Engineer lettuce growers highlight production science - The Packer

Engineer lettuce growers highlight production science

06/27/2014 09:56:00 AM
Chuck Robinson

Chuck Robinson, assistant copy chiefChuck Robinson, assistant copy chiefJapanese electronics maker Fujitsu Ltd. is growing high-tech lettuce in a semiconductor manufacturing plant.

That should be enough to send anti-GMO activists into a tizzy, but there is no genetic modification going on at all.

Instead, a group of engineers are producing low-potassium lettuce that can be eaten by patients suffering from kidney disease or those undergoing dialysis, who must restrict potassium intake.

Thanks to news aggregator Flipboard, I saw a Wall Street Journal blog story about the project in May, another online story from Popular Science and another article on the Japan Times about it.

According to the Japan Times article, this lettuce has about 100 milligrams of potassium per 100 grams, while normal lettuce has about 490 milligrams of potassium per 100 grams. It also has fewer nitrates than normal lettuce and so tastes less bitter.

Fujitsu isn’t giving up on making and selling computer chips, but the company expects to make money with its low-potassium lettuce, which sells for a good premium over normal lettuce, according to news reports. The low-potassium lettuce is the first product of its Kirei Yasai (Clean Vegetable) line.

The lettuce was developed with a patent held by Akita Prefectural University, but it is the engineers who are making it a marketable product. They renovated part of a room at the plant that was virtually dust-free, germ-free and hidden from sunlight. There are no pests in the sealed-off room, so no pesticides are needed.

It seems like quite a set up. The pictures I have seen show two researchers wrapped in disposable clothing, with their feet in disposable booties, heads covered, and masks over their faces. The lights and plants and everything look meticulous, which I would expect from a bunch of engineers trying their hand at lettuce production.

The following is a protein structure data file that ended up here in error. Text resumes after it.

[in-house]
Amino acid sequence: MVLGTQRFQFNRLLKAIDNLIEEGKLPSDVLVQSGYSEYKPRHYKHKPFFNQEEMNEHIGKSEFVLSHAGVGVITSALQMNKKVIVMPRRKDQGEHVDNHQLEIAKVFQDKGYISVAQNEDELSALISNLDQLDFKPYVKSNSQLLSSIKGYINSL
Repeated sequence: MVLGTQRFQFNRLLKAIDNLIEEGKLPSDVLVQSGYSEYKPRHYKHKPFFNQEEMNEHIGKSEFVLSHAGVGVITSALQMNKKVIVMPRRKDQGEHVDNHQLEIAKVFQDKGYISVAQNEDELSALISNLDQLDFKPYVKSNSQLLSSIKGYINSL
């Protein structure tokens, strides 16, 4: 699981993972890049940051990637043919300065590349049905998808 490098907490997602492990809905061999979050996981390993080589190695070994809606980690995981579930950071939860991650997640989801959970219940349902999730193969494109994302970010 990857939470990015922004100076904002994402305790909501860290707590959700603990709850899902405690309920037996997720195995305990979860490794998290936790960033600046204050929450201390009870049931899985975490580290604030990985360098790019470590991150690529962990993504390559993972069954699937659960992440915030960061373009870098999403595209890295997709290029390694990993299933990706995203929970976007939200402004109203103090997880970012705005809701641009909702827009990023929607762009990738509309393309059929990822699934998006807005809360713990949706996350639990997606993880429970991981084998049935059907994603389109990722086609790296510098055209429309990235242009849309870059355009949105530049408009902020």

“Our engineers gave the same attention to the vegetable that they give to a semiconductor,” a spokeswoman at Fujitsu was quoted as saying in the Wall Street Journal blog.

We have a romanticized vision of hybridizers who create the varieties of produce items brought to market.

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Arizona  |  June, 27, 2014 at 01:11 PM

Nice piece. Perhaps a few industry readers may be distracted because of the semi-conductor imagery as it may seem to sci-fi. However, imho the key aspect of the piece is that it touches on the deployment of financial and intellectual muscle in controlled horticulture to explore potential new markets. Why? to capture the much vaunted and elusive value-added. Which begs the question: Other than growing, what else as group are you doing for your industry right now? Because "others" certainly are and will.

UK  |  June, 30, 2014 at 03:20 AM

The really interesting thing here is that bigger yields and better produce ARE possible WITHOUT any GMO. This is achieved simply by creating 'perfect' growing conditions with computer controlled monitoring to ensure it stays that way. Clearly we cannot build these types of facilities worldwide but surely it certainly shows that GMO is not the only answer.

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